#women #career #stem

Prof. Dr. Eleonore Soei-Winkels

Thomas Walther

Be nice, find nice people, do great things.

I’ve always been a person who loves to work, to create and build things, but I’ve long struggled with the idea that work is such a huge part of my self identification – mostly because I found that thought very cheesy and arrogant. Of course, it doesn’t take a genius to realise that one’s profession is integral to one’s daily life. These days, I really look at my career as something that balances and complements my personality traits. Most importantly, I learned that in order for me to be happy in my career, I need to be able to continuously learn and grow in areas that I’m interested in. There are many ways to do that, and I try not to rely on just one path for it. I believe that this is something we all have in common: if we feel that we are growing as a person on an activity that we are doing, we derive a huge amount of satisfaction from it.

High performing, healthy teams.

Every now and then, you will meet a leader who carefully weighs success on a task with impact on team dynamics. Only these people create high performing teams. It is the smile on each of these happy team members’ faces that gives me enormous joy, and it is these leaders that truly inspire me.

I once had a young, smart coworker who expressed strong views that women were simply not as smart as men due to underlying genetics. His manager at the time did not share his views, but was afraid of any conflict, and thus did not take a stance on this. His views had the potential of having a devastating effect on our hiring pipeline, and it took me a lot of effort to make sure we built and maintained a gender-diverse team.

The sad part of this story is that I don’t believe that this man was really against women at the work place. He simply felt very cornered by his supervisor, and lonely at the workplace. He figured that a good strategy would be to get more people similar to him into the workplace. People he felt he could relate to, and whose work he believed would reflect well on him. This wasn’t limited to gender, but included nationality and his alma mater.

This is a poster-child example for how diversity discussions at work can go wrong. What his manager failed to see was that it wasn’t really about gender differences, but about him feeling not supported and seen at work. Had we, and in particular his manager, addressed his real insecurities, the diversity discussion would have never arisen to begin with. Instead, we found ourselves fighting a proxy fight on gender diversity for years.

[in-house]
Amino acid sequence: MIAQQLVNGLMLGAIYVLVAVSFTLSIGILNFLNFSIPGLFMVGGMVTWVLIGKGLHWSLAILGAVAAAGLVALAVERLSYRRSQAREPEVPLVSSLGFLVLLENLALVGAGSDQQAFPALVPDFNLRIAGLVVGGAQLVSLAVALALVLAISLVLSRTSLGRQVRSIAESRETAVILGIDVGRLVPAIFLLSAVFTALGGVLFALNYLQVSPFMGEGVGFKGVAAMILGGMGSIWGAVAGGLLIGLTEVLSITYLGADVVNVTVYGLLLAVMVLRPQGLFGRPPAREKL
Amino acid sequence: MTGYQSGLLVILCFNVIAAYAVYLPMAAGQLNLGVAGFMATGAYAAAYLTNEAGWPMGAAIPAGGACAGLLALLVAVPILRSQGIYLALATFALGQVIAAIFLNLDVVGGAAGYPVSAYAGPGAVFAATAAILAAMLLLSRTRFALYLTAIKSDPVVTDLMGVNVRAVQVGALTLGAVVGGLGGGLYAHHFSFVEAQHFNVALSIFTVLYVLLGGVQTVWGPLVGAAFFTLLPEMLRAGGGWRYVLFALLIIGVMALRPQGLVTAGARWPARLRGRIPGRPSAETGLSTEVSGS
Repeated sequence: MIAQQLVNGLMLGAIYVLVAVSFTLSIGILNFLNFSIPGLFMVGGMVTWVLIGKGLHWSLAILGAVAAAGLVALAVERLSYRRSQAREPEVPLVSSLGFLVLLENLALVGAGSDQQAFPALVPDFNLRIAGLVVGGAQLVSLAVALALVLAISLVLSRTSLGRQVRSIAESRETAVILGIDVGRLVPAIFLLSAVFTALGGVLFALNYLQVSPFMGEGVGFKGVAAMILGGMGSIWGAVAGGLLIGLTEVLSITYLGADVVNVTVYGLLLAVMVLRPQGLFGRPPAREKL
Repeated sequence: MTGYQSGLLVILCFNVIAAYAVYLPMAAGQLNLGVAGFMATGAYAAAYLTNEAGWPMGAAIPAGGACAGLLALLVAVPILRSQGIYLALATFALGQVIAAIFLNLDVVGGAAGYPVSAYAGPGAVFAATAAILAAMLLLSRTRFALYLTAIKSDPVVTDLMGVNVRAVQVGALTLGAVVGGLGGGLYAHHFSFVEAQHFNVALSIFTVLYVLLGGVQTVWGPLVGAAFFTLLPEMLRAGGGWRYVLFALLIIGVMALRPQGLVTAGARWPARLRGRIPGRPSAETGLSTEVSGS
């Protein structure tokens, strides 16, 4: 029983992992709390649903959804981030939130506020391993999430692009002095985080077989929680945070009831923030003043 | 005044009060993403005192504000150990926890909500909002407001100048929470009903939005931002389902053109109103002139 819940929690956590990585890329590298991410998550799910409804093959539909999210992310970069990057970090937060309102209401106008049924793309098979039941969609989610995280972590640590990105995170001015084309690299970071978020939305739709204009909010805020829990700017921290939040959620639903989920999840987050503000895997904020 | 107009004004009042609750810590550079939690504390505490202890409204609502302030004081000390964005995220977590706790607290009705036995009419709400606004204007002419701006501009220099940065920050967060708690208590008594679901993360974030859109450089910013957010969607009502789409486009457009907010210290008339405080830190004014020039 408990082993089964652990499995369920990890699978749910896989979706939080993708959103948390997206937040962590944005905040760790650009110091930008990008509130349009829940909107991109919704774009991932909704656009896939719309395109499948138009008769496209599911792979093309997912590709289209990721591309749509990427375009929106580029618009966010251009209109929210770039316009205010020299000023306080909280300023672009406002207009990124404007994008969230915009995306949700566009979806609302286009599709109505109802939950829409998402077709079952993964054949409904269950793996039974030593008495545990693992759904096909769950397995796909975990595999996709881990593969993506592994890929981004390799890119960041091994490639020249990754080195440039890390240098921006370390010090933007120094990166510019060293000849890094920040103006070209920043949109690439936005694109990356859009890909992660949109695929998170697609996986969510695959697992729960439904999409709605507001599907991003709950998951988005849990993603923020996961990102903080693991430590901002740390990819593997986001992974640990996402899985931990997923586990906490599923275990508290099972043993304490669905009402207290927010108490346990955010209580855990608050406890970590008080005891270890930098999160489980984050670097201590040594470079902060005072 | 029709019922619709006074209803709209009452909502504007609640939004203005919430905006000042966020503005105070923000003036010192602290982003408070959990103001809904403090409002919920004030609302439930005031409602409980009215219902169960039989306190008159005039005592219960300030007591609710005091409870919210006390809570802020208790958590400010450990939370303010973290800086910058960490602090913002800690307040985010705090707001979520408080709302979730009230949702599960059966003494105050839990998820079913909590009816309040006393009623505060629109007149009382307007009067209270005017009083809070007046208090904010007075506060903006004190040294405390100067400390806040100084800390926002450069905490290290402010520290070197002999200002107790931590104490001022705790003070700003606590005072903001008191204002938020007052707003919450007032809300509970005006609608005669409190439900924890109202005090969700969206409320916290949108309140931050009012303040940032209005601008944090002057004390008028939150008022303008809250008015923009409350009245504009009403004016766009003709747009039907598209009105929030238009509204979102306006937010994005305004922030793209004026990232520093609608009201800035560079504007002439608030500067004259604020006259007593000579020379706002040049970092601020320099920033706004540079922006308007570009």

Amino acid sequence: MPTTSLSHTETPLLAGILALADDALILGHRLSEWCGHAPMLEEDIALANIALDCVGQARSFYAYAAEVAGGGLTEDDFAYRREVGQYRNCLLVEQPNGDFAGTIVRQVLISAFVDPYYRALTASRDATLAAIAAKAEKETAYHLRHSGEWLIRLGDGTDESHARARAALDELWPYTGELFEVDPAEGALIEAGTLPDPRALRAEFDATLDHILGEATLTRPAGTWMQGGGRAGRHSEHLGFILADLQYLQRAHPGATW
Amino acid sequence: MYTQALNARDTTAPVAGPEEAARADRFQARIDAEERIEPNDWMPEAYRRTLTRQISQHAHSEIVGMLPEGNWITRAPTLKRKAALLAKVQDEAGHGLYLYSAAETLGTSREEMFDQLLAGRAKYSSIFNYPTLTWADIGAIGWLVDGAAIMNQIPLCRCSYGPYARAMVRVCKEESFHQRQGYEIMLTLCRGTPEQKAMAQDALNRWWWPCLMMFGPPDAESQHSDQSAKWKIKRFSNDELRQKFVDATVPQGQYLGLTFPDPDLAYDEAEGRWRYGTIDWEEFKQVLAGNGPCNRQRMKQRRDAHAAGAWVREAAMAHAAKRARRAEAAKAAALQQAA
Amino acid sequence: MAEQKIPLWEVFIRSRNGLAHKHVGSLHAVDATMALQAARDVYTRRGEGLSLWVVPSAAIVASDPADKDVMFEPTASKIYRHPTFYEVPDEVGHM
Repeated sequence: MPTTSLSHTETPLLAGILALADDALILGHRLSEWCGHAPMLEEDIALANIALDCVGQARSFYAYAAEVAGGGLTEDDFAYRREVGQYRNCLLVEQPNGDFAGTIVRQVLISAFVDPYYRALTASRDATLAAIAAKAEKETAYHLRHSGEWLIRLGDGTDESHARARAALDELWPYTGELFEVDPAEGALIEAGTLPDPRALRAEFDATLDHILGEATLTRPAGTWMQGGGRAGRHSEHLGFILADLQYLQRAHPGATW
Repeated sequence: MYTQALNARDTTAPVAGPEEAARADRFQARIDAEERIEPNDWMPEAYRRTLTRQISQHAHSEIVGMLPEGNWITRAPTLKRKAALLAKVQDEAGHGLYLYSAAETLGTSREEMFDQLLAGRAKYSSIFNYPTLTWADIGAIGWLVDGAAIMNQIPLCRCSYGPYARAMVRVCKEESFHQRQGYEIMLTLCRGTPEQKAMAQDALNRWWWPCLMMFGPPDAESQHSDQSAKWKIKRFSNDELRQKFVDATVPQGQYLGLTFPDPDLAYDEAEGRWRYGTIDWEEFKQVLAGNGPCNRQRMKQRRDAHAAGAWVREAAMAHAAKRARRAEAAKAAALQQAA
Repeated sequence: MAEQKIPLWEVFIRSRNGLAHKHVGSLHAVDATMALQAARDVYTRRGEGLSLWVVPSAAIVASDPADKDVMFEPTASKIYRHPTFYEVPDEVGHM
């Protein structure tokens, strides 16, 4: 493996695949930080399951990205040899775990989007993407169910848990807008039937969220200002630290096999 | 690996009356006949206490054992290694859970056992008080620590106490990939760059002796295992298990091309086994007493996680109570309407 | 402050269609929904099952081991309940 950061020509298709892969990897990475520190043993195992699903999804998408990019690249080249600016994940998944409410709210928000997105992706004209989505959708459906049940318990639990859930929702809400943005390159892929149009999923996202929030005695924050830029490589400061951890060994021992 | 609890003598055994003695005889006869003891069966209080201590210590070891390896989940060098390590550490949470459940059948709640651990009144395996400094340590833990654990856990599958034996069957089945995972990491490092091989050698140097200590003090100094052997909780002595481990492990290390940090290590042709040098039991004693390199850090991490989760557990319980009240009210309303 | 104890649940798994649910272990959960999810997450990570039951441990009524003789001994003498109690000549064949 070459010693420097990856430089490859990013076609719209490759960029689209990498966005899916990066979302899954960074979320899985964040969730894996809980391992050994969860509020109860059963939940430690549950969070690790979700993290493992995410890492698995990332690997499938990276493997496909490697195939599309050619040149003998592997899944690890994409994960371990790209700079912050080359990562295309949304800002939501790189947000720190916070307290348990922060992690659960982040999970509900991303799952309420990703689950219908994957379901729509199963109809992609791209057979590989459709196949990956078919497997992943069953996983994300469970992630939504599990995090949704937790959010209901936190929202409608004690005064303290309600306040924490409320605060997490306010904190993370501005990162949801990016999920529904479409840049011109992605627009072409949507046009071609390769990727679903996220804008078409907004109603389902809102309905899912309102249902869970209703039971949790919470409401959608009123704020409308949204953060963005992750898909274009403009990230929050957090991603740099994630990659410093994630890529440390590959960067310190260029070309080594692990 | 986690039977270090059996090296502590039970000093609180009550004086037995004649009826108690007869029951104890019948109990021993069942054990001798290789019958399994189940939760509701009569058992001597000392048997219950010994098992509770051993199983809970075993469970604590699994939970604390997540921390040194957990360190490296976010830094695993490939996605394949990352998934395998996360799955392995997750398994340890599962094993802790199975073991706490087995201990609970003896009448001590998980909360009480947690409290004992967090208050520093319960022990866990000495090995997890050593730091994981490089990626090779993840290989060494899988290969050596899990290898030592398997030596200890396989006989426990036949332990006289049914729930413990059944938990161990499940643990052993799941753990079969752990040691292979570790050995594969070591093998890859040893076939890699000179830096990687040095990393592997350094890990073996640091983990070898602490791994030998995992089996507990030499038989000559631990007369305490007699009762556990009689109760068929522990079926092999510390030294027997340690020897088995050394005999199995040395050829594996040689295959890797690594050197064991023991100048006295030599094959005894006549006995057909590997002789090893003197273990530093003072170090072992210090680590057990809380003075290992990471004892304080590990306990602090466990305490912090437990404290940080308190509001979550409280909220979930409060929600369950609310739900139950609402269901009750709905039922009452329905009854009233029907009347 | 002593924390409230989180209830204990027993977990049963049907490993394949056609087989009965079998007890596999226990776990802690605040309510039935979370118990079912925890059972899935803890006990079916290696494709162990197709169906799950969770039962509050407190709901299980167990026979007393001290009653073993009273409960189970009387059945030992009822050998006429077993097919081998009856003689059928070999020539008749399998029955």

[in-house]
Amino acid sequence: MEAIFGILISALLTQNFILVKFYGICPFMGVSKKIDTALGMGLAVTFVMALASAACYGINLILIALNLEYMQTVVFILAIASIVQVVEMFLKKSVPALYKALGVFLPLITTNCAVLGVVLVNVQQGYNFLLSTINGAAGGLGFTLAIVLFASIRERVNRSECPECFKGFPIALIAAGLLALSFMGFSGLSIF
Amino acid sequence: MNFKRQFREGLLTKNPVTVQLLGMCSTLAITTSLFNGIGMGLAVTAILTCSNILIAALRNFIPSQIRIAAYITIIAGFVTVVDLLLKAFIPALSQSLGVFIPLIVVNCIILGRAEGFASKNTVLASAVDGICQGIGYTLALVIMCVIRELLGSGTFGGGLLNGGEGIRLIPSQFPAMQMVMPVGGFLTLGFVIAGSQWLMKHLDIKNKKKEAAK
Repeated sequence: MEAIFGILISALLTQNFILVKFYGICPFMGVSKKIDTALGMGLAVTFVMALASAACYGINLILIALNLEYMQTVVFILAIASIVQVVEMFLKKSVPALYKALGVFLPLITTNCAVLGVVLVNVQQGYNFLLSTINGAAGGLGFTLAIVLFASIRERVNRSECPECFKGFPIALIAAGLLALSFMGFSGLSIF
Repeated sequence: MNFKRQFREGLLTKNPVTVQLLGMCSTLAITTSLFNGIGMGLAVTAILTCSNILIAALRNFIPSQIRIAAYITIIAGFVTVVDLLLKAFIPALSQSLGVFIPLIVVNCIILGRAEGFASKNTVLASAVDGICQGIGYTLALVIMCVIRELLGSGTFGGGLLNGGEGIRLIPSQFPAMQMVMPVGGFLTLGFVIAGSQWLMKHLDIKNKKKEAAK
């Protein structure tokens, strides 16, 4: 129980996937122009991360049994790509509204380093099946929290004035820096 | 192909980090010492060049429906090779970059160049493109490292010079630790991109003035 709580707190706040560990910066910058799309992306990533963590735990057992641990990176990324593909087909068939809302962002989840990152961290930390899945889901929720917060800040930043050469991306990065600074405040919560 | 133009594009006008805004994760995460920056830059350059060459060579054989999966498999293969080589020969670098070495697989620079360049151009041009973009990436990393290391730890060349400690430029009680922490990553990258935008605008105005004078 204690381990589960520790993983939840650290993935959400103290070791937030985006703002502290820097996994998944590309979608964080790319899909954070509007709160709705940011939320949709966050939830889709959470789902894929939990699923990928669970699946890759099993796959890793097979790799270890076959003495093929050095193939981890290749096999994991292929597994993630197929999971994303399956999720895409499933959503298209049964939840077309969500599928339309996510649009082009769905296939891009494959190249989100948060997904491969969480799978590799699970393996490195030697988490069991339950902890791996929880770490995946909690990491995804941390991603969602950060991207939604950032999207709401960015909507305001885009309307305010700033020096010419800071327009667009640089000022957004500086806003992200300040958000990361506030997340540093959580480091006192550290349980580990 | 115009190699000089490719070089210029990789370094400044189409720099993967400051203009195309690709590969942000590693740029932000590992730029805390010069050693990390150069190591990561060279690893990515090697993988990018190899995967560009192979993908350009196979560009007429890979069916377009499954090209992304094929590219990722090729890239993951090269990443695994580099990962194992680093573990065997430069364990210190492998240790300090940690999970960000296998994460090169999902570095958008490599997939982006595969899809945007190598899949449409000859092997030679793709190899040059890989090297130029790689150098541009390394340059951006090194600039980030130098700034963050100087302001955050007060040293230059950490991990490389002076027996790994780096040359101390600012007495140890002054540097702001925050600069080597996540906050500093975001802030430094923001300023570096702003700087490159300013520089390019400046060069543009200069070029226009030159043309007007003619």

If you find yourself in a position like this: try to identify the person’s underlying conflicts and needs. Unfortunately, you will rely on good people to support you and work with you, and that will often be outside of your area of influence. But if you can, this approach is a much, much more effective way than arguing about differences. I am absolutely certain that if we (and most importantly, his manager) had done that, we would have solved the conflict within days.

I don’t believe that a discussion of women vs men is always helpful. If you always do that, you automatically exclude 50% of your potential supporters. If you, as a woman, look at male-only groups, you will find that these almost always exhibit subgroups that are systematically disadvantaged, too. If you manage to outline similarities between your struggles as a woman and theirs, you dramatically increase the number of people who will eagerly support your cause. And you will feel more supported, too.

I rely heavily on my personal network. There’s not one existing career network that I can call my home, but by taking a bit from here and there, I’ve managed to build a great network and a very successful career. Most importantly, I try to only work with people that I respect on a personal level. Do that, and you will, with time, build a fantastic career network for yourself!

Forget the “it’s business, it’s different” talk. Every company is comprised by a group of people. See them as people, treat them like people, understand their individual motivations and group dynamics. That will get you much, much further professionally, and bring you much more happiness personally.

Thomas Walther

Be nice, find nice people, do great things.